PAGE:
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Don’t forget skill and form drills

By: Rick

Boxers are famous for working on their skills – hitting the speed bag to work on hand speed/coordination and working on focus mitts to help develop speed, timing, accuracy, strategy and offensive/defensive skills… just to name a few.


Yet speak to any endurance athlete and ask them how often they dedicate time to working on their skills and form and the answer will likely be slim to none.

TRIATHLON – Every second counts

Are you a triathlete? How often do you practice stripping out of your wetsuit and practice executing flawless transitions? In a sport where lowering your time by a second here or there could mean the difference between 1st and 2nd, why wouldn’t you drill these areas until they are second nature – especially since transitions are the one aspect of the sport where a lot of time can be lost or gained without having anything to do with one’s fitness level.

CYCLING – Risk Management

Unfortunately, crashing is almost an inevitable part of cycling, regardless of whether you’re a cyclist or a triathlete. The most common injury is a broken collarbone – typically the result of landing with one’s arm outstretched. By practicing tumbling in a controlled environment, you can train your mind/body to fall correctly, with the purpose of minimizing the damage when you fall.

Of course, it is better not to fall at all. This is where the following drills help to avoid crashing in the first place:


  • Touching wheels: Learn how to react when your front wheel touches the rear wheel in front of you
  • Rear wheel slides: Learn how to react when your rear wheel begins to slide out from underneath you (see image above)
  • Bunny hop: Learn how to jump your bike to avoid a hazard in the road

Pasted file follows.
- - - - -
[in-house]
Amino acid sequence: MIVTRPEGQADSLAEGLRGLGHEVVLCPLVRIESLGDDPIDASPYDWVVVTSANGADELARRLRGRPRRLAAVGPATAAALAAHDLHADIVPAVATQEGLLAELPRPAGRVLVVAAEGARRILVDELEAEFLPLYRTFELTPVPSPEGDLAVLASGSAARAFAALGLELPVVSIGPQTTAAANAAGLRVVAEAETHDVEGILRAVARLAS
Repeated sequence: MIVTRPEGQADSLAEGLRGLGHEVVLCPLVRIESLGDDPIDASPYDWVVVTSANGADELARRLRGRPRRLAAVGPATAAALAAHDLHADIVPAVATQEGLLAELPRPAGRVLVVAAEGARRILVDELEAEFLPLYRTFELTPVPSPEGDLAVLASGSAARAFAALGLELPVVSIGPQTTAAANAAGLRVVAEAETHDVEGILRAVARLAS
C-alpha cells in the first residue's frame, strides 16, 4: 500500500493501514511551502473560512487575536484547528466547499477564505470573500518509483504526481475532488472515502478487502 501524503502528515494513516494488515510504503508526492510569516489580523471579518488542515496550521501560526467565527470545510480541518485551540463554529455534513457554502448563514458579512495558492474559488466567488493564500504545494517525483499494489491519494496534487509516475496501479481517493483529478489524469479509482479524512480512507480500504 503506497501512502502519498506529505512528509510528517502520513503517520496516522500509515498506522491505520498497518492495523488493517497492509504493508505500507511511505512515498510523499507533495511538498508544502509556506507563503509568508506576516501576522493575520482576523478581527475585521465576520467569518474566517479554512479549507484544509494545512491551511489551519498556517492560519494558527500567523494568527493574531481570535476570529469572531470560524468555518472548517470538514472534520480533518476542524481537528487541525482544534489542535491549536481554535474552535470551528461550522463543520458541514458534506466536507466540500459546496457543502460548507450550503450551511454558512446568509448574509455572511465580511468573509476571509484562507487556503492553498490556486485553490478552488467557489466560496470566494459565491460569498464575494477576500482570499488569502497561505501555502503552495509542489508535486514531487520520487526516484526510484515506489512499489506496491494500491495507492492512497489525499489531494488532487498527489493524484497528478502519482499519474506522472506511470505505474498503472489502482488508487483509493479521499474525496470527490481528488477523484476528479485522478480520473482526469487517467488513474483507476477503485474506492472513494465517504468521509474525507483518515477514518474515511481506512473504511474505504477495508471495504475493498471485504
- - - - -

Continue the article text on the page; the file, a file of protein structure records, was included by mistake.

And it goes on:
• Physical contact: Learn what it feels like and how to properly react when another rider bumps into you from the side
  • Cornering drills: Learn where to enter/exit a turn, what body position you should be in and how far you can lean your bike.
  • Bad road surface: Ride a mountain bike to learn how to handle a bike on unstable surfaces


Whether it be working on your swim stroke, running gait or spinning/out of the saddle form on the bike – maximizing your efficiency is critical not only to a good race time, but reducing your chance for injury.


While intensity and endurance-based training sessions are important for an endurance athlete, don’t forget to focus on your skills and the technical side of training. It can mean the difference between winning and losing and staying upright or nursing a bad case of road rash!

So, be like a boxer and keep skill development at the forefront of your training program!

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About Rick

Rick Prince is the founder of United Endurance Sports Coaching Academy (UESCA), a science-based endurance sports education company. UESCA educates and certifies running, ultrarunning, nutrition, cycling and triathlon coaches worldwide on a 100% online platform.

Categories:Coaching, Cycling, Running, Swimming, Triathlon

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